It's my own Darling Dubliners that I am talking to
Friends Old and New, all tried and true, Who've honoured me today
It makes me feel so humble - but this I'd like to say
If some kind fairy waved her wand and offered me the Earth
I'd rather be a Freeman in this City of my Birth.
My wanderings have taken me to countries strange and far
From Iceland to the Tropic Isles, but, lovely as they are
I didn't weep when leaving them, my heart was never there
T'was calling me to hurry home to Dublin City Fair
To York Street, Cork Street, Meath Street and the Coombe
I know them all, I've walked them all when I was in full bloom
I love the little houses where the decent people live
The open handed people who haven't much to give
God Bless them all, God bless us too and send us all his peace
May kindness and friendship in Old Dublin never cease
Dear Old Dublin! Lovely Dublin! May you ever lovelier grow
As long as leave grow on the tress and Liffey Waters flow!

copyright Noel Purcell

- I gather he has also appeared on an Irish stamp. How did that come about?

It was done as his 100th Birthday approached. Mum was asked for a photo and gladly gave a great one of Dad at his favourite hobby, Laytown Races!

- Do you know if your dad had a favourite role in his career? 

I think he was proudest of 'Mutiny' and staying sane while Brando and Richard harris tried to kill each other regularly!

- Of all his performances, do you have a favourite and why?

Watch Your Stern seconded by 'Iron Maiden"  He did a great Admiral!

- How do you think your father would like to be remembered?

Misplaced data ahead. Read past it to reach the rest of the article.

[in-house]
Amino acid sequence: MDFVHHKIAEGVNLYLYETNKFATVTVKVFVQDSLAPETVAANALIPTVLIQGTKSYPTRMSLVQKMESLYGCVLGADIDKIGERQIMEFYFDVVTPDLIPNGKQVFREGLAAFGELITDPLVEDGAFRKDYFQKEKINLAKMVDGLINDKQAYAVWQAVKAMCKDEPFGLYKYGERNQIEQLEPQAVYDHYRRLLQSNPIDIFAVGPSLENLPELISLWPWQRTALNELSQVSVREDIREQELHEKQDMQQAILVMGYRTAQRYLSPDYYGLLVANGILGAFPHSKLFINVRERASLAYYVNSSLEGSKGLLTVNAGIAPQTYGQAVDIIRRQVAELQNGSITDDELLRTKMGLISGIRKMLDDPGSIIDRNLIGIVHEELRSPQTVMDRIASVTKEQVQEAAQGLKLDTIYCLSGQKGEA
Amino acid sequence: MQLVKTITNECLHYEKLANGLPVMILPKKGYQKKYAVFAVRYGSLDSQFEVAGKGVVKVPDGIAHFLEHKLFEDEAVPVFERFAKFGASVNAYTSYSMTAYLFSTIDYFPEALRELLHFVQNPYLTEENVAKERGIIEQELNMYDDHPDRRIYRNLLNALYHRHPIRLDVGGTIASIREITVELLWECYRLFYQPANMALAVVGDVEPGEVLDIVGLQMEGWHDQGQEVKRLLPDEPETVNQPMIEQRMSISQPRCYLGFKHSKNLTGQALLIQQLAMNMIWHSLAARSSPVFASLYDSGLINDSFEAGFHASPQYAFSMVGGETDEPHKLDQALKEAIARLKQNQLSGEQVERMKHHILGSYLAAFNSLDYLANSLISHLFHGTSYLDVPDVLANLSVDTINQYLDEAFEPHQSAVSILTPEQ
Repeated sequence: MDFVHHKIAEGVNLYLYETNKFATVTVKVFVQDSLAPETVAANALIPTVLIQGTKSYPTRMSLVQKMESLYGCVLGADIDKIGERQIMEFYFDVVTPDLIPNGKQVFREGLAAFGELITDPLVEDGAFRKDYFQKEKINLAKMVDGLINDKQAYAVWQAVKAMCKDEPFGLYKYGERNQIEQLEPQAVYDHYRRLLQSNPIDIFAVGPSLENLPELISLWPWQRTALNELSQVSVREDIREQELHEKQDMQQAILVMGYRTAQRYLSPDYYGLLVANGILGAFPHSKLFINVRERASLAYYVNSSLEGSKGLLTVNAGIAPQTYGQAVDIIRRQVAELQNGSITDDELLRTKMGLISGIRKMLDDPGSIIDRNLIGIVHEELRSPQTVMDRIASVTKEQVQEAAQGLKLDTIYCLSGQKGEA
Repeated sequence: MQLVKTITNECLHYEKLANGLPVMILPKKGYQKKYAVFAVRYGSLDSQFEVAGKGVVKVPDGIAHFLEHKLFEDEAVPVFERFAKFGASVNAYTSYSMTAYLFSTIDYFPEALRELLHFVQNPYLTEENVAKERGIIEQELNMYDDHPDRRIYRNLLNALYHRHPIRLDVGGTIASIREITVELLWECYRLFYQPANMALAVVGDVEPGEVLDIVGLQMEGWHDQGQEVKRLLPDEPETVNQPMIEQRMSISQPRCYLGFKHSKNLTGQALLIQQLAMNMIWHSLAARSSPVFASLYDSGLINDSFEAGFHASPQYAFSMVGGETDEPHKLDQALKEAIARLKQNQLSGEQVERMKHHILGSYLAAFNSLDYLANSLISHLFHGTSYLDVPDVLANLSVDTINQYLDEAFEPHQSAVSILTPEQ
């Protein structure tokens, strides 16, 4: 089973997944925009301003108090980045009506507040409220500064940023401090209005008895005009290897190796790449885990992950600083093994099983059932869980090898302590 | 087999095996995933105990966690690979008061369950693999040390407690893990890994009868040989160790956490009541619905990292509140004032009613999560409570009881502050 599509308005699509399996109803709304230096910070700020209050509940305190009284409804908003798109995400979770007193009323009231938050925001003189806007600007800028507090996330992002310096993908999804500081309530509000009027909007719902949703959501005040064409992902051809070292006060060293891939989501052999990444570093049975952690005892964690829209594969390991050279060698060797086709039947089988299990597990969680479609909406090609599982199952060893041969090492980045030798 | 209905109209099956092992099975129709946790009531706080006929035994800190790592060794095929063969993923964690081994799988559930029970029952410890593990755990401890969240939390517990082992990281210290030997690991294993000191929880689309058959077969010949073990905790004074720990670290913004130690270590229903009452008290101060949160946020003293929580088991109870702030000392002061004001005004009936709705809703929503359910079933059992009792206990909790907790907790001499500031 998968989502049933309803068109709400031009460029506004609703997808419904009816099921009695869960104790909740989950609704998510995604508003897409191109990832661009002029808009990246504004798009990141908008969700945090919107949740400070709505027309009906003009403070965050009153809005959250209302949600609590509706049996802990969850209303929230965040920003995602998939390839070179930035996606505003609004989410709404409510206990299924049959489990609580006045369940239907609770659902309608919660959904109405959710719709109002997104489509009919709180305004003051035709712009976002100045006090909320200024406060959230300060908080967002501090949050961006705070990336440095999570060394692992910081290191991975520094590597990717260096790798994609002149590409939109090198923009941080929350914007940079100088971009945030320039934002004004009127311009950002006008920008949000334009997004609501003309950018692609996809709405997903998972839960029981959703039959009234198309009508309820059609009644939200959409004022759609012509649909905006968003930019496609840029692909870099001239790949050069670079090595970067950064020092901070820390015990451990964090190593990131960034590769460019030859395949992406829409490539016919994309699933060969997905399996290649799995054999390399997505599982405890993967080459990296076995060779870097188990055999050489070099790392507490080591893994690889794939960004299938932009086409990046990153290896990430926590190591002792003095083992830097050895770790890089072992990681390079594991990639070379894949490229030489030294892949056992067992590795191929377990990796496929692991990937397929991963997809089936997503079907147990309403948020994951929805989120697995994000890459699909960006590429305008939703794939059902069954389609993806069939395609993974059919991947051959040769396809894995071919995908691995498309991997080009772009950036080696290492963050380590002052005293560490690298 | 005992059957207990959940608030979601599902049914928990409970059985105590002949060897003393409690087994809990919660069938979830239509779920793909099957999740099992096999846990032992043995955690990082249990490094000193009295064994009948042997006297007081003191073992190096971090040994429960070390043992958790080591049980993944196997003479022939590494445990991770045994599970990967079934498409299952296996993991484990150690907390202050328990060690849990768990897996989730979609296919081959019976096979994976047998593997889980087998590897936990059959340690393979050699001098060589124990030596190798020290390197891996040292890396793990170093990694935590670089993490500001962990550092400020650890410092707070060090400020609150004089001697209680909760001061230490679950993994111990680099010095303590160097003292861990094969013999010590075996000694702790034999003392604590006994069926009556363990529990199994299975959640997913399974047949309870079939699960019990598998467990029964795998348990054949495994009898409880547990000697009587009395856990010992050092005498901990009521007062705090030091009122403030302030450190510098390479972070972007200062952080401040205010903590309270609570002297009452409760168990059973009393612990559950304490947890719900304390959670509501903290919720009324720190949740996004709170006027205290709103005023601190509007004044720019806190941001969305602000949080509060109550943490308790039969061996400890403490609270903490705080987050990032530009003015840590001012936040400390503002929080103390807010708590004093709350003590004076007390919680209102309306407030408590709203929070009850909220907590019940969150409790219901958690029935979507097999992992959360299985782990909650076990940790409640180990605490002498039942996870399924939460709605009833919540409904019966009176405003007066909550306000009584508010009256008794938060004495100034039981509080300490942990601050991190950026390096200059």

I am very honoured and proud that he is remembered on these wesites. He was so humble, yet proud that he felt he gave value for money

- Finally, I must ask - what's your favourite Carry On film and why?

Carry on Nurse!  No contest!

I would like to thank Patrick for taking the time to answer my questions - it was a joy. 

You can follow me on Twitter @CarryOnJoan on Facebook and on Instagram


  1. As a young schoolboy I met Noel Purcell a couple of times in Tandragee N. Ireland. What a lovely man he was.I always wondered why he visited such a small town, perhaps he had relatives there?

    1. Dad had a great racing pal, Hugh Glynn McGlashen (I think that was his surname). My brother, GLynn (whom Dad called Hughie!) is named after him.

  2. Always remember Mr Purcell as a Rabbi in the film Fight of the Doves. He looked so stern, but was so kind to the children it made me cry.

  3. Dad was very, very proud that the Jewish Temple in Dublin thought that his performance was so well done, they made him an honorary Rabbi!